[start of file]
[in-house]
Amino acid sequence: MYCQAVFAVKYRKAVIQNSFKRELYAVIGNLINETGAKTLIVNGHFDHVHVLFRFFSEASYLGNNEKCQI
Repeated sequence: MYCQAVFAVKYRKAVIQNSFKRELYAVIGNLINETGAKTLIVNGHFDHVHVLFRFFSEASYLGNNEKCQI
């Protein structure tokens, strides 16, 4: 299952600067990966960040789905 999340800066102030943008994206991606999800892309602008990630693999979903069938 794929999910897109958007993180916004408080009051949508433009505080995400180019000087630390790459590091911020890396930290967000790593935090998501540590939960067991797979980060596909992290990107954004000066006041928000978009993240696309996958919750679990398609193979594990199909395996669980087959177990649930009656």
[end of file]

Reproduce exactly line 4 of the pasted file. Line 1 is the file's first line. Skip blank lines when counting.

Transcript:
């Protein structure tokens, strides 16, 4: 299952600067990966960040789905 999340800066102030943008994206991606999800892309602008990630693999979903069938 794929999910897109958007993180916004408080009051949508433009505080995400180019000087630390790459590091911020890396930290967000790593935090998501540590939960067991797979980060596909992290990107954004000066006041928000978009993240696309996958919750679990398609193979594990199909395996669980087959177990649930009656």